Miscounduct and Grantsmanship

U27111 at uicvm.uic.edu U27111 at uicvm.uic.edu
Sun Dec 17 23:39:09 EST 1995

berezin at MCMAIL.CIS.MCMASTER.CA (Alexander Berezin) wrote:

>My hypothesis that in science (especially, in highly
>"competitive" areas), "shoplifting" is a lot higher than 10 %,
>perhaps even 50 % is a conservative estimate, but we don't
>see it en-masse because almost all of it goes undetected.

And here I thought you read everything I posted....  well, then
again, I don't get to read everything you post???

"Scientists, institutions downplay misconduct - Accusers hit office
probing their charges as ineffectual" by Leslie Alan Horvitz.  The
Washington Times, May 3, 1994, pp.A6.

Article Highlights:

"Like politicians caught with their hands in the till, scientists
accused of fraud and incompetence have learned the art of

Roger Poisson is quoted in this article to say, "I always feel
sorry for a nice case to be denied the right to enter a good
protocol just on account of trivial details"

And the article goes on to report the results of a survey done by
the Acadia Institute of Bar Harbor, Maine... 43% of graduate
students and 50% of faculty members have "direct knowledge" of some
kind of misconduct in their laboratories.  Where misconduct is
defined as fraud, falsification and plagiarism (note: sloppiness
was not included in this survey).  And Jules Hallum, a virologist
and former director of the Office of Scientific Integrity is quoted
as saying, "I think that sloppy science is so much more dangerous
than crooked science, since there is so much more of it."

Charles McCutchen, NIH physicist is also quoted in this article to
say, "Once you get a really political atmosphere, then appearance
is all important, and if you need a little fraud to maintain that
appearance, you do it."

Mr. McCutchen points to the date when American science took a turn
for the worst:  Dec. 12, 1980.  For that was when Congress created
the Patent Reform Act which allowed universities to retain
exclusive rights to patents generated by research in their labs
(even if the work was subsidized by taxpayers).  This was the
beginning of the Gold Rush.

Mr. Minsky (chief of the National Coalition for Universities in the
Public Interest - a Ralph Nader group) offers a theoretical
example:  "I'm a scientist working on a new drug, and I want to
know if the drug's effective.  If I were just a pure scientist in
the old days, I might publish my results even if they weren't
conclusive."  The goal was to contribute to general knowledge.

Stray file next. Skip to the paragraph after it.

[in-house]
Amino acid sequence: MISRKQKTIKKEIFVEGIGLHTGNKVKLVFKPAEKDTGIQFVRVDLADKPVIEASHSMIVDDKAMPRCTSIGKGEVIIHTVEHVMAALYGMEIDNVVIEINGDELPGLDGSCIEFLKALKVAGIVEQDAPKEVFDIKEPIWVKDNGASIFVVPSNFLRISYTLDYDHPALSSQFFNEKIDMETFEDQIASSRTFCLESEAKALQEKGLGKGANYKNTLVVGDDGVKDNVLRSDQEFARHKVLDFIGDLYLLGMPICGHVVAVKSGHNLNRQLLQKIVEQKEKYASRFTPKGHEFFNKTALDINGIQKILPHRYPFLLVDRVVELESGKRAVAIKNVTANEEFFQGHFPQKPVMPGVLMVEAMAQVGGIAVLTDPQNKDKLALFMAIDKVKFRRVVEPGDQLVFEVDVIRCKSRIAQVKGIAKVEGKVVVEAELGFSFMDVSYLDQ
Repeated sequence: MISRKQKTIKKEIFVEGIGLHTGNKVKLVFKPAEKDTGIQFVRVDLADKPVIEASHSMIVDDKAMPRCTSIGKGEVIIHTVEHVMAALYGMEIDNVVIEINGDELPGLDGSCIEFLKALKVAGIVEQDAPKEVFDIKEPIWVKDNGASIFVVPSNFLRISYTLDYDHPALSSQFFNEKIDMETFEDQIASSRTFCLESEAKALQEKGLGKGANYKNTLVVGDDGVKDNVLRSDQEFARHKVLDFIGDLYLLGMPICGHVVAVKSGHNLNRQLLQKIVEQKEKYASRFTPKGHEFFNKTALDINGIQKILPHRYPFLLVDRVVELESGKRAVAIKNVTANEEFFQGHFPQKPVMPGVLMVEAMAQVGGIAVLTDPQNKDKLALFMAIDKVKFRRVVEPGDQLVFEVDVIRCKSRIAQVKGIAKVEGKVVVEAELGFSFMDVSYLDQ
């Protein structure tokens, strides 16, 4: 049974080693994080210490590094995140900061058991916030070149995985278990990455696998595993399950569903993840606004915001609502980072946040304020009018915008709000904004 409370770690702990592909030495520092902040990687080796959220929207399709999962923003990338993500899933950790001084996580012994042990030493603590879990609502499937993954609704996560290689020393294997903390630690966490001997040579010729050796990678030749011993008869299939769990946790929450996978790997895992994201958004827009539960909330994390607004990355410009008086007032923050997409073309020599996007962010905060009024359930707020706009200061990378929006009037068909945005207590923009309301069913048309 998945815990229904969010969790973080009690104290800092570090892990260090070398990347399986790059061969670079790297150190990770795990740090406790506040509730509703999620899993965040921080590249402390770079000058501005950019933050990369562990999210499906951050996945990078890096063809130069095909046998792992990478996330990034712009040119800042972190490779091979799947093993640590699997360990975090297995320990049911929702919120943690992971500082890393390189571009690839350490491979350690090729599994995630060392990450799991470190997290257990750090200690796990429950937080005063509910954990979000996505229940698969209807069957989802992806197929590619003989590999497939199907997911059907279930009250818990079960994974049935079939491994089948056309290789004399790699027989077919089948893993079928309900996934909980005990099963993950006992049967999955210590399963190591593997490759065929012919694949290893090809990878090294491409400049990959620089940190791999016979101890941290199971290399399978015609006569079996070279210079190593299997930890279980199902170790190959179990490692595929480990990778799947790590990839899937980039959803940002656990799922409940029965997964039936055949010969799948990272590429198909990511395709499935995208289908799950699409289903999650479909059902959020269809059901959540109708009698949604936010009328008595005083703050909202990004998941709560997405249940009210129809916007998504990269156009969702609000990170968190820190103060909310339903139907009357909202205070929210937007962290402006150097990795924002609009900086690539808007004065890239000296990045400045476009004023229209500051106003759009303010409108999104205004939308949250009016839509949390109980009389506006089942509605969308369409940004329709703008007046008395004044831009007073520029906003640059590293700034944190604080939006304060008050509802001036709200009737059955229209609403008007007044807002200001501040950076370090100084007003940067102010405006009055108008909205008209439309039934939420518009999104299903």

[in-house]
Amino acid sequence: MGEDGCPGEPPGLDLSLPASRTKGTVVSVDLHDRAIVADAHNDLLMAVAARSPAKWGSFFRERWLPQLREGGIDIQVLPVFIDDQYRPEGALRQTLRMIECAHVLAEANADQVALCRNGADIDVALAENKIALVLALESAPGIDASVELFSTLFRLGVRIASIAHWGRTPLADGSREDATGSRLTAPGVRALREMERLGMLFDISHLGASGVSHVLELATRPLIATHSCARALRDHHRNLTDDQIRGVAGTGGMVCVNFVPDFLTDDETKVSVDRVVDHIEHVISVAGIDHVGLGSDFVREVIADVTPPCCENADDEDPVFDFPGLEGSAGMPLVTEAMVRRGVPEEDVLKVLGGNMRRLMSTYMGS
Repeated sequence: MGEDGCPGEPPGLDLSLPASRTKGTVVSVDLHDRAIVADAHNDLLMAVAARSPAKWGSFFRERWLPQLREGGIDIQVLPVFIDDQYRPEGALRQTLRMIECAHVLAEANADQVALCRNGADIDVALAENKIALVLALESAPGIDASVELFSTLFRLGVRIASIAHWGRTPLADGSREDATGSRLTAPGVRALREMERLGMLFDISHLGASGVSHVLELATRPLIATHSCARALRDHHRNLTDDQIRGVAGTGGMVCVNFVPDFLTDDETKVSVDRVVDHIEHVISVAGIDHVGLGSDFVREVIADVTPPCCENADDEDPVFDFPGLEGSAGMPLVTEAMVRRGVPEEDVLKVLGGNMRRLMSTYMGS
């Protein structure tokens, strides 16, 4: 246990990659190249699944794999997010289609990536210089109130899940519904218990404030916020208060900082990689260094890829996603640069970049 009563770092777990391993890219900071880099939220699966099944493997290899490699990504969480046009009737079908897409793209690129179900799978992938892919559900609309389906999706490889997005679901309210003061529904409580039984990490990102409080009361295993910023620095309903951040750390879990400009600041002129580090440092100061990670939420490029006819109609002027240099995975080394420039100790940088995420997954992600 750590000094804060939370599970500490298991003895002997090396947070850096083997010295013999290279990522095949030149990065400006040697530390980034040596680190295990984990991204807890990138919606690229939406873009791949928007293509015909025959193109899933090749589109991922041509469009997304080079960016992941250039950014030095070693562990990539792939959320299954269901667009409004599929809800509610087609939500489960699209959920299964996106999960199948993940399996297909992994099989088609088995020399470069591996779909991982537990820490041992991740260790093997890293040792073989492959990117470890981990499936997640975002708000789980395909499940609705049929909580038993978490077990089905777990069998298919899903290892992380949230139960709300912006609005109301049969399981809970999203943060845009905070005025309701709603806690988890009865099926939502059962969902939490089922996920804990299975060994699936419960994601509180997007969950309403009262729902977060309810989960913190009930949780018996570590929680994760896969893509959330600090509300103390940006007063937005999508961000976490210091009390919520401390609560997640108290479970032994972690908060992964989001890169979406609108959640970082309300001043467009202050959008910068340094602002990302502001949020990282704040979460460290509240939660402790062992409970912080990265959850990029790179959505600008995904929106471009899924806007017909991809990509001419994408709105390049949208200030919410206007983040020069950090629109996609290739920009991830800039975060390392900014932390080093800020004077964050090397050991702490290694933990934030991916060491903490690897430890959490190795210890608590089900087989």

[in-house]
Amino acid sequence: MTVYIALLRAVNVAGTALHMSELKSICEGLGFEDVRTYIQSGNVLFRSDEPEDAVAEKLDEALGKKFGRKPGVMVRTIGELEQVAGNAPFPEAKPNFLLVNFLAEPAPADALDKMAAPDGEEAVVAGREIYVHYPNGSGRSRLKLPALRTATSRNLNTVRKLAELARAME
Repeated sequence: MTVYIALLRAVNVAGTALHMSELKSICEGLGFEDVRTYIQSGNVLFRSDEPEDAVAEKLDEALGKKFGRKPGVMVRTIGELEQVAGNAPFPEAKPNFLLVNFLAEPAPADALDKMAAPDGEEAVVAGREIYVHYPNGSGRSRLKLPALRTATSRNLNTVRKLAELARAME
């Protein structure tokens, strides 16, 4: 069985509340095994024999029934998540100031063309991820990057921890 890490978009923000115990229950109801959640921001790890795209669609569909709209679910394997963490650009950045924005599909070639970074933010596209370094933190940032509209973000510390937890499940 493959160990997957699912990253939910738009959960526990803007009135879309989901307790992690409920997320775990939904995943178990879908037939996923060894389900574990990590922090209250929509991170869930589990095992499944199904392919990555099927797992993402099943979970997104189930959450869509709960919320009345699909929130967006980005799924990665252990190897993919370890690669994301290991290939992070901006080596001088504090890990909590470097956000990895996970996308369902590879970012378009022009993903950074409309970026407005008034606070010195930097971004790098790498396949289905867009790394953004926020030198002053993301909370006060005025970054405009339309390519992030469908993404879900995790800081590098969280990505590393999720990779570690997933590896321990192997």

Today, a scientist might be tempted to "massage" the data enough to
make it appear as if the drug is effective, motivated by the
prospect of a lucrative deal with a pharmaceutical company.

How many scientists succumb to this is unknown.

But according to a 1990 House Government Operations Committee
report:  "Many cases of scientific misconduct would have gone
undiscovered, and many of the scientists would have continued their
fraudulent or misleading research, without the courageous and
sometimes single-minded efforts of one or two individuals [whistle-
blowers], many of whom are sharply criticized by the institutions
involved as vindictive or jealous colleagues."

And as for the ORI (Office of Research Integrity)...

Robert Sprague (professor of psychology at the University of
Pittsburgh who testified before Congress on the Stephen Breuning
case of misconduct... and who was threatened with libel action by
that university).. he calls the ORI "window dressing".

Ernie Fitzgerald (an Air Force cost analyst who exposed defense
industry corruption) was quoted as saying "It's eyewash for the
public.  They will occasionally concede what's going to come out
anyway, but put the best possible face on it and assure the tax-
paying public that whatever problems there are have been solved."

Charles McCutchen called the ORI "the black hole bureau - it
vacuums up complaints and buries them."

     Even when ORI decides that someone is guilty, "they can't make
     it stick," says Walter Stewart, a researcher at NIH who has
     generated a great deal of controversy for his work (along with
     colleague Ned Feder) in examining fraud cases.  One big
     reason:  the agency's standards for determining misconduct are
     too stringent.  The ORI not only must prove misconduct based
     on a preponderance of evidence but on intent to defraud as

     According to ORI guidelines, any individual the agency finds
     guilty of scientific misconduct has the right to appeal to the
     Health and Human Services Departmental Appeals Board.  Lawyers
     comprise the board that has even higher standards than ORI and
     guarantees legal protection for those found guilty of

The article then goes on to discuss the case of Dr. Robert Gallo
and Mikulas Popovic... who the ORI first found "guilty of
permitting lapses and misrepresentation by his team," then 3 years
later that there were in fact guilty of "minor misconduct," and
finally after a review by the Appeals Board - dropped all charges.

     "The board has upped the stakes considerably," complained Mr.
     Bivens [of the ORI] after the [Gallo] decision.  "They
     basically treat these cases now as criminal cases.  This had
     led to a fundamental conflict between the legal and scientific

As for Whistleblowers:

Mr. Bivens, of the ORI, acknowledges that legal protection for
whistleblowers remain ineffectual.

     Phil Green, an Ann Arbor, Mich. lawyer who had won a major
     fraud case against the University of Michigan, sees little
     hope that whistleblowers will ever be free to expose
     misconduct and escape retribution.

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